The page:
Separatism trial of Uighur professor in China enters second day
The separatism trial of a prominent scholar from China`s mostly Muslim Uighur minority entered its second day Thursday, as rights groups renewed their calls for his release.
Beijing: The separatism trial of a prominent scholar from China`s mostly Muslim Uighur minority entered its second day Thursday, as rights groups renewed their calls for his release.
The charges against Ilham Tohti, a former economics professor at Beijing`s Central University for Nationalities, carry a maximum life sentence.
His trial in Urumqi, the capital of China`s violence-wracked western Xinjiang region, is expected to conclude Thursday, although the court is not likely to render a verdict until next week at the earliest, said Tohti`s lawyer, Li Fangping.
The Uighur homeland Xinjiang has seen escalating violence between locals and security forces in the past year, which has claimed hundreds of lives and prompted Beijing to launch a crackdown on "separatists" and "terrorists".
The United States, European Union, and several human rights groups have called for the release of Tohti, 44, an outspoken critic of China`s policies towards Uighurs in the far western region.
"China`s allegations against Ilham Tohti represent the government`s typical manipulation of the judiciary," Dilshat Rexit, spokesman for the overseas-based World Uyghur Congress, said in a statement.
"A Uighur intellectual who moderately and openly called on China to adjust its policies has lost his freedom," he said, calling the case "a mockery of justice".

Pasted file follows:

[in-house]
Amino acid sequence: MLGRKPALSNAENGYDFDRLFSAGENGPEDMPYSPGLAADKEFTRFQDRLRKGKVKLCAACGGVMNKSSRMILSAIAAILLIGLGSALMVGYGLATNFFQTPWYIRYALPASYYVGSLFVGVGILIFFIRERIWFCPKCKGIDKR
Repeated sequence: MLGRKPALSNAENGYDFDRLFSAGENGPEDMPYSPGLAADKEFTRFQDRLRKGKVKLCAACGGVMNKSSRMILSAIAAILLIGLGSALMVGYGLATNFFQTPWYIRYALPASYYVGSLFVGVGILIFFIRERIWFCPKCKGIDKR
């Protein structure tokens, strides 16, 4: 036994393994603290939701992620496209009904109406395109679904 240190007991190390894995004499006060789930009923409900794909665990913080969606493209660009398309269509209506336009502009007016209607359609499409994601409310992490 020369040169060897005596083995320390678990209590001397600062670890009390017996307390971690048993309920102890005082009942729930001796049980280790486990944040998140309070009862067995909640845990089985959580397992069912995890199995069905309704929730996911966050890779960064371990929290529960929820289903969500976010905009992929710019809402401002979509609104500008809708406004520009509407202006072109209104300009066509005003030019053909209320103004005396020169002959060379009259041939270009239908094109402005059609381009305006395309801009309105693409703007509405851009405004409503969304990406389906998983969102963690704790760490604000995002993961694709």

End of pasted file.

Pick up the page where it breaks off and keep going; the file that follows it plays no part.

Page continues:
Eight of Tohti`s students have also been detained in connection with the case, according to Li.
On Wednesday, prosecutors presented a large amount of material, including videos of Tohti`s university lectures and posts from his website "Uighur Online", as evidence that he is leading a separatist group, Li said.
In interviews, Tohti has stated his opposition to independence or separatism.
Nine diplomats from countries including Germany, Britain and Canada travelled to Urumqi to observe the trial but were barred from entering the courtroom.
Among those in Urumqi as the trial got underway was US Ambassador to China Max Baucus, although the envoy was in the region for trade meetings unrelated to Tohti`s case, according to a US embassy spokesman.
Tohti was detained in January after he condemned the government`s response to a suicide car attack in Beijing`s Tiananmen Square which the government blamed on separatists from Xinjiang.
His prosecution -- almost certain to result in a guilty verdict -- risks silencing moderate Uighur voices and cutting off the possibility of dialogue, critics say.